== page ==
The Trust's research activities take place in close partnership with the Institute of Psychiatry, King's College London. In the 2008 Research Assessment Exercise the Institute was judged to have the highest research power of any UK institution within the areas of psychiatry, neuroscience and clinical psychology.
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Other articles related to "research":
... World War, psychologists conducted research into the different motives and tendencies that account for ideological differences between left and right ... and methodological grounds, but some of its findings have been confirmed by further empirical research ... A meta-analysis of research literature by Jost, Glaser, Kruglanski, and Sulloway in 2003 found that many factors, such as intolerance of ambiguity and need for cognitive closure ...
... As a graduate student in the 1930s Seaborg performed wet chemistry research for his advisor Gilbert Newton Lewis and published three papers with him on the theory of acids ... a major impact on his developing interests as a research scientist ... For several years, Seaborg conducted important research in artificial radioactivity using the Lawrence cyclotron at UC Berkeley ...
... Their use in stem cell research, reproductive cloning, and germline engineering are currently being explored ... The morality of this type of research is debated because an embryo is often used ...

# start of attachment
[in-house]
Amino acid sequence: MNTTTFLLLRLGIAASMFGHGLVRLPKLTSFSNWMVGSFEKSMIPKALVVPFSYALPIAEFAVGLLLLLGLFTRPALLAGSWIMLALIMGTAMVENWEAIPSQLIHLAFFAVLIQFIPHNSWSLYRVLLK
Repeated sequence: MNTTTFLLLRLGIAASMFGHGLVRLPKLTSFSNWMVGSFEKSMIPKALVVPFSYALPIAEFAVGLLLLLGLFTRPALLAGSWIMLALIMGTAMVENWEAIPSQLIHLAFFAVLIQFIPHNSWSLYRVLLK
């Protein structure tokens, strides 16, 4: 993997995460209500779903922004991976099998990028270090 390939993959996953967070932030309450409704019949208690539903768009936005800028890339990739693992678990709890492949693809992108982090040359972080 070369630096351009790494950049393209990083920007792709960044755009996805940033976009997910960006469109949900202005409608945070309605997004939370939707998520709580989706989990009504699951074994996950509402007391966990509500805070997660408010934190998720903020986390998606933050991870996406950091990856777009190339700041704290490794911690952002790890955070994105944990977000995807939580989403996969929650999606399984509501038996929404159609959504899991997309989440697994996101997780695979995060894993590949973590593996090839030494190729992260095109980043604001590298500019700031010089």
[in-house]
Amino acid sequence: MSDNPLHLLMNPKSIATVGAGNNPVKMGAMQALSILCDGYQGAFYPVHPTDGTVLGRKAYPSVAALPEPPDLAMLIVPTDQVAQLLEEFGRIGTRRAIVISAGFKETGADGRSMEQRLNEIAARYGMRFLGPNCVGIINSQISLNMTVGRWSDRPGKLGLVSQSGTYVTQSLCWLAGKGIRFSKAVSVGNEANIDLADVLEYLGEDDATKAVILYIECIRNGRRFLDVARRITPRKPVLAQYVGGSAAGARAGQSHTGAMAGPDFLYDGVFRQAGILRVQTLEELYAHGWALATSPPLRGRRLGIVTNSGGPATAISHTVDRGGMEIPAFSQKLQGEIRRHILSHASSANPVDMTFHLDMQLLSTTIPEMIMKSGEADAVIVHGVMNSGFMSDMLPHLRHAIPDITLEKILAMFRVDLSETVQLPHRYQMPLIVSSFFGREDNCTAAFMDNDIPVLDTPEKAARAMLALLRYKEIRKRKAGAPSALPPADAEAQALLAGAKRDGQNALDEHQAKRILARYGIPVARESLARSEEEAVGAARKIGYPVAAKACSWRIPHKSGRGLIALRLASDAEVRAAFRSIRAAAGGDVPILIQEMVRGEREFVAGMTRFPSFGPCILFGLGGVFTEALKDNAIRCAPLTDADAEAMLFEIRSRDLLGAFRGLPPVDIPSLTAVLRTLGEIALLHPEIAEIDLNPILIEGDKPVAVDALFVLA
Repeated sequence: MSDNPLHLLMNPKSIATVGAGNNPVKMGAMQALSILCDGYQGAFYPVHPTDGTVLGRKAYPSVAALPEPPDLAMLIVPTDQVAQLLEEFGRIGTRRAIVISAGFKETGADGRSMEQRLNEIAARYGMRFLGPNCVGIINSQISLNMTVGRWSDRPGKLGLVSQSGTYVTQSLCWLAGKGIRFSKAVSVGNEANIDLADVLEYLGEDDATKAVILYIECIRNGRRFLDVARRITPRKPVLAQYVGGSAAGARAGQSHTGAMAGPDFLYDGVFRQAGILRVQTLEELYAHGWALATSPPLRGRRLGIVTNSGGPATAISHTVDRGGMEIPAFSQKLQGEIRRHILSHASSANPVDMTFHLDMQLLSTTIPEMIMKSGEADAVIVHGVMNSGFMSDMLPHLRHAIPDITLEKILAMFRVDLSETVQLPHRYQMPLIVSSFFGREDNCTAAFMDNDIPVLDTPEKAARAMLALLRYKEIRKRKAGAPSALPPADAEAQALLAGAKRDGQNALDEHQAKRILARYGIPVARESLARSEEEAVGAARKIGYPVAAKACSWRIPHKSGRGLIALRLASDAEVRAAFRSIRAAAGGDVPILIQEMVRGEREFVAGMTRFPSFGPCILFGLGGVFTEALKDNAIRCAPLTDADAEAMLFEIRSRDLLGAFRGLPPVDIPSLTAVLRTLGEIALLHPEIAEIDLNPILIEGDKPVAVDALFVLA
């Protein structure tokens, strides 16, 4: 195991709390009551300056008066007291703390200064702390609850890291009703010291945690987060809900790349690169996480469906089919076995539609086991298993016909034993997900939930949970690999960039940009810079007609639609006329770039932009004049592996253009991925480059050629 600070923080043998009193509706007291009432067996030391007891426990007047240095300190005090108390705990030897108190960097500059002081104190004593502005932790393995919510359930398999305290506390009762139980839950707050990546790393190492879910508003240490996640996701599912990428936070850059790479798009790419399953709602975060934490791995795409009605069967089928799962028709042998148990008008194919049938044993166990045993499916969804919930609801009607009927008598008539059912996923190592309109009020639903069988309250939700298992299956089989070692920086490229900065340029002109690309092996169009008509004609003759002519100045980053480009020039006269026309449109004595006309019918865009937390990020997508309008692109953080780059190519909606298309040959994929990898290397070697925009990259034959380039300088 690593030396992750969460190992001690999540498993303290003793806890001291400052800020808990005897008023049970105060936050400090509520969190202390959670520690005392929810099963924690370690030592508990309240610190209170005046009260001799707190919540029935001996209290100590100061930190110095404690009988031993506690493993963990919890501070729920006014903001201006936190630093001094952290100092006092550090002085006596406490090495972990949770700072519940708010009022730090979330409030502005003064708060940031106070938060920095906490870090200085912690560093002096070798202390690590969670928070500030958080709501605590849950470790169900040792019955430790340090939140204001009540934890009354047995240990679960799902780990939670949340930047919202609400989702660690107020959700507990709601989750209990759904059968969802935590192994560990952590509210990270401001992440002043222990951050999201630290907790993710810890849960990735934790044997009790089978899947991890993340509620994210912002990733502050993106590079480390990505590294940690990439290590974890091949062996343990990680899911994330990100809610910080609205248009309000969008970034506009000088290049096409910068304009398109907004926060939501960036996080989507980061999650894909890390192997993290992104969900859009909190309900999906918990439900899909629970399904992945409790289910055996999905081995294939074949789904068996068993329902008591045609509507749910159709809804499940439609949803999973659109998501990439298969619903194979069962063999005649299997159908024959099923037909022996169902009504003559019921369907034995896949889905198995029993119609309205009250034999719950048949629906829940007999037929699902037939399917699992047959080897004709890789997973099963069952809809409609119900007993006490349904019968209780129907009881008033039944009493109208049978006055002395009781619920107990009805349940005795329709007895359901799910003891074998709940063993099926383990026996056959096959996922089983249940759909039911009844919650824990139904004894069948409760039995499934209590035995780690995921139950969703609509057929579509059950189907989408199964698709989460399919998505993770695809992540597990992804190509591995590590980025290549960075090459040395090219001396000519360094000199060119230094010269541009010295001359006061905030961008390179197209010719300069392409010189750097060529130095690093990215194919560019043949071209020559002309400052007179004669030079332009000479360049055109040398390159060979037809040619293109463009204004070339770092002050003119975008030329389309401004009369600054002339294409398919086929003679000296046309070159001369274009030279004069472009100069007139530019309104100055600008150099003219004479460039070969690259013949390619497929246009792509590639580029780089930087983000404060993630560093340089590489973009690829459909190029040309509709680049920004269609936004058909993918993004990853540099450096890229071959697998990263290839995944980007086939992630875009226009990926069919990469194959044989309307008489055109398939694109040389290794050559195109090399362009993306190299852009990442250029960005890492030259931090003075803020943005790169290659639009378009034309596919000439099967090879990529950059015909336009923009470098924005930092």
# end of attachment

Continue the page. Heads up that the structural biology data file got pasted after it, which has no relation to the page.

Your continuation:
... trend of artistic teaching becoming more academics-oriented is leading to artistic research being accepted as the primary mode of enquiry in art as in the case of other disciplines ... One of the characteristics of artistic research is that it must accept subjectivity as opposed to the classical scientific methods ... As such, it is similar to the social sciences in using qualitative research and intersubjectivity as tools to apply measurement and critical analysis ...
Famous quotes containing the word research:
“I did my research and decided I just had to live it.”
—Karina OMalley, U.S. sociologist and educator. As quoted in the Chronicle of Higher Education, p. A5 (September 16, 1992)
“The research on gender and morality shows that women and men looked at the world through very different moral frameworks. Men tend to think in terms of justice or absolute right and wrong, while women define morality through the filter of how relationships will be affected. Given these basic differences, why would men and women suddenly agree about disciplining children?”
—Ron Taffel (20th century)
“One of the most important findings to come out of our research is that being where you want to be is good for you. We found a very strong correlation between preferring the role you are in and well-being. The homemaker who is at home because she likes that job, because it meets her own desires and needs, tends to feel good about her life. The woman at work who wants to be there also rates high in well-being.”
—Grace Baruch (20th century)